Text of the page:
Marxist Literary Criticism

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What do Marx and Engels mean by "consciousness derived from material conditions," and how does this help understand Marxist theory?

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The argument of Marx and Engels that material conditions shape consciousness appears in The German Ideology, a set of essays they wrote in the 1840s. They directly challenge idealist philosophy, especially that of Hegel, which proposed consciousness as the driving factor in human decision making. Material conditions refer to several aspects of production, including social organization. As Marx examined these conditions over the course of time, his theories are often called “historical materialism.”

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The idea that consciousness is derived from material conditions appears in The German Ideology , a set of essays that Karl Marx and Friedrich Engels wrote in 1845–1846. The collection was not published until 1932, however. The relationship between material conditions and consciousness is further developed in subsequent works that...

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Marx wrote on his own and together with Engels.

In The German Ideology essays, as they argue for materialism as the major factor in forming consciousness, Marx and Engels are directly challenging dominant philosophical positions that had been developing since the late eighteenth century. In particular, they take issue with the idealism associated with Georg Wilhelm Friedrich Hegel, which they refer to as the “illusions of German ideology.” In the idealist view, which is strongly connected to liberalism, human consciousness is the motor for social and political development.

The Marxist argument is based on the idea that human beings cannot separate themselves from their environment and real action. “Men” (that is, human beings) have consciousness, which distinguishes them from animals; this distinction originates when

they begin to produce their means of subsistence, a step which is conditioned by their physical organisation. By producing their means of subsistence men are indirectly producing their actual material life.

Consciousness—including religion, metaphysics, and every aspect of ideology—does not arise in a vacuum. Rather, as men develop

their material production and their material intercourse, [they] alter, along with their real existence, their thinking and the products of their collective thinking. Life is not determined by consciousness but consciousness by life.

Marx continued to refine his "materialist conception of history," constantly reaffirming material conditions of production as the driving force. This body of theory is often referred to as “historical materialism.”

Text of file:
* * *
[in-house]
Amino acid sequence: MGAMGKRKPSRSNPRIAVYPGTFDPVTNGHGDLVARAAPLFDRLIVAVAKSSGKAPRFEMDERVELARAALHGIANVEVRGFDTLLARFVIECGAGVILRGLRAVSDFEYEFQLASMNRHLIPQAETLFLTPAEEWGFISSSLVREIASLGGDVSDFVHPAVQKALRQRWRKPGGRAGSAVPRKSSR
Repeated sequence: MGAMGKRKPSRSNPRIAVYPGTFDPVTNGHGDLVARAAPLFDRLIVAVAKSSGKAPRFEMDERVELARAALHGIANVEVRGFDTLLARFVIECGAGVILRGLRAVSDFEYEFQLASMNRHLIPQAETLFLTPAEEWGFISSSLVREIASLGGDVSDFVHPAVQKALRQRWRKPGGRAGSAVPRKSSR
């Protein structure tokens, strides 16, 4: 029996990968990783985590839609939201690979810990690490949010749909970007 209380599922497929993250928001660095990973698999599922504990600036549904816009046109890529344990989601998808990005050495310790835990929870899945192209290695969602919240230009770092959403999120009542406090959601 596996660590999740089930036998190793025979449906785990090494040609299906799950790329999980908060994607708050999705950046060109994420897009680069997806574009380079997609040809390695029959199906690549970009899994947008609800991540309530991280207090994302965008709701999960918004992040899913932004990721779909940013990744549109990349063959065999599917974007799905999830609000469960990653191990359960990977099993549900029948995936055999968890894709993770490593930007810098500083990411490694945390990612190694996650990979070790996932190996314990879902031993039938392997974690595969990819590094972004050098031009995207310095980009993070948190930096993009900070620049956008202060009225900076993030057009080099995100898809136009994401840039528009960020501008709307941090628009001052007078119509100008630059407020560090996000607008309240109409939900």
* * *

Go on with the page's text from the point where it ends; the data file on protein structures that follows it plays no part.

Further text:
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What do Marx and Engels mean by "consciousness derived from material conditions," and how does this help understand Marxist theory? Go through a discussion of Terry Eagleton's "categories from a materialist criticism."

In The German Ideology, Marx asserted that "consciousness was derived from material conditions." Understanding what he meant by this is crucial to understanding his philosophy.

Essentially, Marx argued that to truly understand anything about human societies, one had to grasp the nature of the economic relations that provided their foundation. Everything, including "consciousness," an all-encompassing term that might best be described as a "worldview," was derived from economic relations—what Marx would describe as one's relationship to the means of production. Religion, for example, should be seen in terms of how it upheld existing social class relations, which were in turn based on property ownership. As Marx wrote:

The social structure and the State are continually evolving out of the life-process of definite individuals, but of individuals, not as they may appear in their own or other people’s imagination, but as they really are; i.e. as they operate, produce materially, and hence as they work under definite material limits, presuppositions and conditions independent of their will.

In other words, Marx was concerned with understanding human society in terms of the forces that actually affected their daily lives in tangible ways. These forces were economic.

This approach was a major break from the idealism of German philosophers, heavily influenced by Hegel, who emphasized the primacy of "spirit" and religion in understanding history and society. In The German Ideology, Marx dismissed these as ephemeral, what he would later call "superstructural," reflections of economic, or "material" circumstances. He did, however, accept the Hegelians' conception of history as a series of conflicts between opposing ideas. He just argued that the clashing forces were fundamentally economic classes rather than ideas like "freedom" and "slavery."

Of course, Marx's ideas became very influential in almost every conceivable field. Terry Eagleton, for example, is one of the best known practitioners and historians of Marxist literary criticism, which essentially evaluates literature in terms of the material conditions that produced it (and which, in turn, it reflects). Eagleton argued that Marxist analysis could be applied to literature in several different ways, including anthropological, economic, and political criticism. Whatever the approach, this approach to literary criticism is rooted in Marx's conception of society, and human development, as understood through clashing economic forces.

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